CES 2008 CoverageBosco - January 6, 2008
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What is Jook?
Jook, launching in 2008, is a universal standard for creating music player accessories that lets everyone, regardless of the music player being used, broadcast their songs to the people around them. The girl with an iPod™ becomes the DJ for the guy sitting across from her on the bus listening to his Zune™. Four friends jogging together in Central Park can all do so in tune to one person’s music player, regardless of if any of them are using an iPod, a Zune, or even a mobile phone.
What is the purpose of Jook?
Jook devices will allow users to store a small profile of information about themselves that is transmitted to connecting transceivers along with their music in Us mode. The profiles allows people to share a little more about themselves along with their music, maybe to promote their band’s webpage as they walk around town broadcasting their songs. The broadcaster can then also see whoever connected and listened in to their Jook device.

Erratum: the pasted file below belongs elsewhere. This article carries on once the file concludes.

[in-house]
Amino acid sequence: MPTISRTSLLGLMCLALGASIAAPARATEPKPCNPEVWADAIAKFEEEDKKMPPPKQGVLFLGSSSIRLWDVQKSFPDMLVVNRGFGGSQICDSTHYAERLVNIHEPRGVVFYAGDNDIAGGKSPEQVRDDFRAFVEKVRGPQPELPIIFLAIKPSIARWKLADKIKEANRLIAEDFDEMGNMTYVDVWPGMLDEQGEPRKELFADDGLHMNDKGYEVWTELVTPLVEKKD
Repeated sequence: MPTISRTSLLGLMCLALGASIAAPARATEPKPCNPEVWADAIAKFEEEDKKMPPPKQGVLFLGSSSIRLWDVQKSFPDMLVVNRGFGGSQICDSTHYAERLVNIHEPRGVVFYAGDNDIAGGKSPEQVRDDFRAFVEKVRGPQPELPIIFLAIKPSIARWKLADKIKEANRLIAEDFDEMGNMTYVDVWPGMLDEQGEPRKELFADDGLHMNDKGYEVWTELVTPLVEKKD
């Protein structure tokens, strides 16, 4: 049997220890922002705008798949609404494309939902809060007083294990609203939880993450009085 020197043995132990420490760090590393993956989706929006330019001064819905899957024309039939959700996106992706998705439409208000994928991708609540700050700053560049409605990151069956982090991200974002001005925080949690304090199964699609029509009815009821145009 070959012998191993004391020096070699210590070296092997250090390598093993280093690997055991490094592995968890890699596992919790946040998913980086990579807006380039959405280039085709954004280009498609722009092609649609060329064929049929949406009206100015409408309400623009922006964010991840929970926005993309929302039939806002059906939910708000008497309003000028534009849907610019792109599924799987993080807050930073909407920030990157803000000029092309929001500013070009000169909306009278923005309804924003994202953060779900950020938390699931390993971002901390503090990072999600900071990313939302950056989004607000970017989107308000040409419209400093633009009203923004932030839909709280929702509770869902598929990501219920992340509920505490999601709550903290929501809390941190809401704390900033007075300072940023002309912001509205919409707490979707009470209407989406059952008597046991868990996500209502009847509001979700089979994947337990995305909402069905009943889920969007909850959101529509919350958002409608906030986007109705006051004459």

Jook’s interface will identify each song the user hears and allow the listener to store the song’s title, artist, and so forth on to the listener’s device by allowing the listener to “tag” songs that they like. The listener can later review and identify the songs they heard and then choose to purchase the song from their preferred online song vendor.
When a song is rated this way, the rating and profile of the listener will also be beamed back to the broadcaster. A broadcaster showing off his own musical creations - be it a band or a DJ’s newest mix - can see what people think about his music. The same is true of temporary, amateur DJs just broadcasting the songs they happen to have on their personal music device. Alternatively, the broadcaster can see what others think of their taste in songs or lineup of music.
We were shown a prototype of the Jook device and its software.
We were told that there are several OEMs that Jook has partnered with, but which ones weren't divulged. It seems like a really neat concept if it becomes widespread enough (the fact that it aims to be non-device specific should really help).